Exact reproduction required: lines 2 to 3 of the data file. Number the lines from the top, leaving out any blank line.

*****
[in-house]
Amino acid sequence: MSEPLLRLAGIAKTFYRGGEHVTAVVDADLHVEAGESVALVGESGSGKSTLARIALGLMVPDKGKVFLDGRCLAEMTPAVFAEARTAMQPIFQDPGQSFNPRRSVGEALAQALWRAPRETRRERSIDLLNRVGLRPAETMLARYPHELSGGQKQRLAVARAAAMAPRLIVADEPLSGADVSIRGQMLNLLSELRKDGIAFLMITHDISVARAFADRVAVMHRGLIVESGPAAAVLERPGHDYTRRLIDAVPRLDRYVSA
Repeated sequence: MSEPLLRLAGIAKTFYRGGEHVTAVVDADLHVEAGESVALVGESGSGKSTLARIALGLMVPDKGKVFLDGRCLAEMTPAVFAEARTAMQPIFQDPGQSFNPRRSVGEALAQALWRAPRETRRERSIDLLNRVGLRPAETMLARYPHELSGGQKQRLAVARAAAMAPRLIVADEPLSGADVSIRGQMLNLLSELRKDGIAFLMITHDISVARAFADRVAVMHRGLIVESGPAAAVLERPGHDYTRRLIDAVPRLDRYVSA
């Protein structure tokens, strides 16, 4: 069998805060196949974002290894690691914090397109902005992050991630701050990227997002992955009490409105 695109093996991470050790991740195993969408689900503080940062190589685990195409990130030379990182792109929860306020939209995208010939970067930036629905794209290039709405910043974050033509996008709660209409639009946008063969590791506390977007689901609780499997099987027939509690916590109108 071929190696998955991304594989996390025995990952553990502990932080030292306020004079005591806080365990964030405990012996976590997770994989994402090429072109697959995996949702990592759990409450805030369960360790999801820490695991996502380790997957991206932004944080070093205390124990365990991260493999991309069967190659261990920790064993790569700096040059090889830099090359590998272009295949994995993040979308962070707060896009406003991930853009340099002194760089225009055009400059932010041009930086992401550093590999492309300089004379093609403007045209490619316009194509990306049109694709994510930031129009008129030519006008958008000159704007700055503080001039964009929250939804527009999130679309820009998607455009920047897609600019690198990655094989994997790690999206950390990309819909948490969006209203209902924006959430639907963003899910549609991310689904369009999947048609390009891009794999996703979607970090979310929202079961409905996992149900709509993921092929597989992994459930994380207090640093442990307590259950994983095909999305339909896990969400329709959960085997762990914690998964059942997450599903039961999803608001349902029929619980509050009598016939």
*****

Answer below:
Amino acid sequence: MSEPLLRLAGIAKTFYRGGEHVTAVVDADLHVEAGESVALVGESGSGKSTLARIALGLMVPDKGKVFLDGRCLAEMTPAVFAEARTAMQPIFQDPGQSFNPRRSVGEALAQALWRAPRETRRERSIDLLNRVGLRPAETMLARYPHELSGGQKQRLAVARAAAMAPRLIVADEPLSGADVSIRGQMLNLLSELRKDGIAFLMITHDISVARAFADRVAVMHRGLIVESGPAAAVLERPGHDYTRRLIDAVPRLDRYVSA
Repeated sequence: MSEPLLRLAGIAKTFYRGGEHVTAVVDADLHVEAGESVALVGESGSGKSTLARIALGLMVPDKGKVFLDGRCLAEMTPAVFAEARTAMQPIFQDPGQSFNPRRSVGEALAQALWRAPRETRRERSIDLLNRVGLRPAETMLARYPHELSGGQKQRLAVARAAAMAPRLIVADEPLSGADVSIRGQMLNLLSELRKDGIAFLMITHDISVARAFADRVAVMHRGLIVESGPAAAVLERPGHDYTRRLIDAVPRLDRYVSA